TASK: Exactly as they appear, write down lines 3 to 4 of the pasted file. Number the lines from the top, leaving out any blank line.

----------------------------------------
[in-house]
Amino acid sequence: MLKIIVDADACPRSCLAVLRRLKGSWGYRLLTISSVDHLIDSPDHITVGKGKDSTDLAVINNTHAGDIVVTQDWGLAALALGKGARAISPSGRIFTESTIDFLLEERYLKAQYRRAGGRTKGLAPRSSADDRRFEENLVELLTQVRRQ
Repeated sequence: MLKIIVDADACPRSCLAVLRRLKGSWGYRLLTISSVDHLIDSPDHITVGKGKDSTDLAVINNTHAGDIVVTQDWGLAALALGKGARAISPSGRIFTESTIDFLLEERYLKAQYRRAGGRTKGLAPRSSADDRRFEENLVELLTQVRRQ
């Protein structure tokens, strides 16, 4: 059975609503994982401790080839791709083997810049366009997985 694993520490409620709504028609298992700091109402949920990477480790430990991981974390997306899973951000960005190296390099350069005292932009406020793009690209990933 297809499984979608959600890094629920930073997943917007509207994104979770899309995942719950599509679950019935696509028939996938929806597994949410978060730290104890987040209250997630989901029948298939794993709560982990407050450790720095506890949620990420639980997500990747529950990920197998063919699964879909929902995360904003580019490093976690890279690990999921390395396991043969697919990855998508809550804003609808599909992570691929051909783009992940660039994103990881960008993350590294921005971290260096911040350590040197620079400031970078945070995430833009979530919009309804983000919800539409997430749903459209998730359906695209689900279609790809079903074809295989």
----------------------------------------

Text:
Repeated sequence: MLKIIVDADACPRSCLAVLRRLKGSWGYRLLTISSVDHLIDSPDHITVGKGKDSTDLAVINNTHAGDIVVTQDWGLAALALGKGARAISPSGRIFTESTIDFLLEERYLKAQYRRAGGRTKGLAPRSSADDRRFEENLVELLTQVRRQ
């Protein structure tokens, strides 16, 4: 059975609503994982401790080839791709083997810049366009997985 694993520490409620709504028609298992700091109402949920990477480790430990991981974390997306899973951000960005190296390099350069005292932009406020793009690209990933 297809499984979608959600890094629920930073997943917007509207994104979770899309995942719950599509679950019935696509028939996938929806597994949410978060730290104890987040209250997630989901029948298939794993709560982990407050450790720095506890949620990420639980997500990747529950990920197998063919699964879909929902995360904003580019490093976690890279690990999921390395396991043969697919990855998508809550804003609808599909992570691929051909783009992940660039994103990881960008993350590294921005971290260096911040350590040197620079400031970078945070995430833009979530919009309804983000919800539409997430749903459209998730359906695209689900279609790809079903074809295989």